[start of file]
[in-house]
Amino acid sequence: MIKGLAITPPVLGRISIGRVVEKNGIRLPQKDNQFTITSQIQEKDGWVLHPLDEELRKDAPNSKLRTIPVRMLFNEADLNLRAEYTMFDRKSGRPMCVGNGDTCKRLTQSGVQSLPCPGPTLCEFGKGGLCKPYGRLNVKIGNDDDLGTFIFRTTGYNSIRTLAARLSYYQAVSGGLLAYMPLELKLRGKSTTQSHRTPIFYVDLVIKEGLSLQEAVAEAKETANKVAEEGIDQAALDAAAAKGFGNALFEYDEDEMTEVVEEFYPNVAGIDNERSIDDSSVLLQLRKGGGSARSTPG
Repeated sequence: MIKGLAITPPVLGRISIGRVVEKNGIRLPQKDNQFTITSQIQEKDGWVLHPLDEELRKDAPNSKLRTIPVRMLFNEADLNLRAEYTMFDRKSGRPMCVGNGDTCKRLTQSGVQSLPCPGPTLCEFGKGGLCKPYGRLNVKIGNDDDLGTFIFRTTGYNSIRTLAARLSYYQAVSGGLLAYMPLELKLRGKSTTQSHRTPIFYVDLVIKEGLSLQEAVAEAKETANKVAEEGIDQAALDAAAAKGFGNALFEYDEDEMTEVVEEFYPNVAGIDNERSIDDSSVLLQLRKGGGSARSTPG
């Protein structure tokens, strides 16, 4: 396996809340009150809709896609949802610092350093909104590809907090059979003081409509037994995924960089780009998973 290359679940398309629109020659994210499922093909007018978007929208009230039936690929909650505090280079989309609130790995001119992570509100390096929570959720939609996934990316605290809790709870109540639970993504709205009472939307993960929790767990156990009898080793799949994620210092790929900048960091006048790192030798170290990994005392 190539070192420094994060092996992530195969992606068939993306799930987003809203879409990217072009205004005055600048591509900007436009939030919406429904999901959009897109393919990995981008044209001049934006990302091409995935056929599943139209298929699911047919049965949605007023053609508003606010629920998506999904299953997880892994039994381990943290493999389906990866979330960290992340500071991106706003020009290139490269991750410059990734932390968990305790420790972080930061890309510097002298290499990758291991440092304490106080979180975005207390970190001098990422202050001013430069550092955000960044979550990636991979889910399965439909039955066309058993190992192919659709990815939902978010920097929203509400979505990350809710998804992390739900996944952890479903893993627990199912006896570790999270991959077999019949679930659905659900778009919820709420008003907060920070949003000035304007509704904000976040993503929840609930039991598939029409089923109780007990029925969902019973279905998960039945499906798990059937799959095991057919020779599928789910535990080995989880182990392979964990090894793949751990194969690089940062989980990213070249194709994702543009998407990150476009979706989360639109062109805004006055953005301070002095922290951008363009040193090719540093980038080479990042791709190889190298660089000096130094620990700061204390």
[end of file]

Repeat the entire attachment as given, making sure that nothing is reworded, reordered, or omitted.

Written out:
[in-house]
Amino acid sequence: MIKGLAITPPVLGRISIGRVVEKNGIRLPQKDNQFTITSQIQEKDGWVLHPLDEELRKDAPNSKLRTIPVRMLFNEADLNLRAEYTMFDRKSGRPMCVGNGDTCKRLTQSGVQSLPCPGPTLCEFGKGGLCKPYGRLNVKIGNDDDLGTFIFRTTGYNSIRTLAARLSYYQAVSGGLLAYMPLELKLRGKSTTQSHRTPIFYVDLVIKEGLSLQEAVAEAKETANKVAEEGIDQAALDAAAAKGFGNALFEYDEDEMTEVVEEFYPNVAGIDNERSIDDSSVLLQLRKGGGSARSTPG
Repeated sequence: MIKGLAITPPVLGRISIGRVVEKNGIRLPQKDNQFTITSQIQEKDGWVLHPLDEELRKDAPNSKLRTIPVRMLFNEADLNLRAEYTMFDRKSGRPMCVGNGDTCKRLTQSGVQSLPCPGPTLCEFGKGGLCKPYGRLNVKIGNDDDLGTFIFRTTGYNSIRTLAARLSYYQAVSGGLLAYMPLELKLRGKSTTQSHRTPIFYVDLVIKEGLSLQEAVAEAKETANKVAEEGIDQAALDAAAAKGFGNALFEYDEDEMTEVVEEFYPNVAGIDNERSIDDSSVLLQLRKGGGSARSTPG
């Protein structure tokens, strides 16, 4: 396996809340009150809709896609949802610092350093909104590809907090059979003081409509037994995924960089780009998973 290359679940398309629109020659994210499922093909007018978007929208009230039936690929909650505090280079989309609130790995001119992570509100390096929570959720939609996934990316605290809790709870109540639970993504709205009472939307993960929790767990156990009898080793799949994620210092790929900048960091006048790192030798170290990994005392 190539070192420094994060092996992530195969992606068939993306799930987003809203879409990217072009205004005055600048591509900007436009939030919406429904999901959009897109393919990995981008044209001049934006990302091409995935056929599943139209298929699911047919049965949605007023053609508003606010629920998506999904299953997880892994039994381990943290493999389906990866979330960290992340500071991106706003020009290139490269991750410059990734932390968990305790420790972080930061890309510097002298290499990758291991440092304490106080979180975005207390970190001098990422202050001013430069550092955000960044979550990636991979889910399965439909039955066309058993190992192919659709990815939902978010920097929203509400979505990350809710998804992390739900996944952890479903893993627990199912006896570790999270991959077999019949679930659905659900778009919820709420008003907060920070949003000035304007509704904000976040993503929840609930039991598939029409089923109780007990029925969902019973279905998960039945499906798990059937799959095991057919020779599928789910535990080995989880182990392979964990090894793949751990194969690089940062989980990213070249194709994702543009998407990150476009979706989360639109062109805004006055953005301070002095922290951008363009040193090719540093980038080479990042791709190889190298660089000096130094620990700061204390």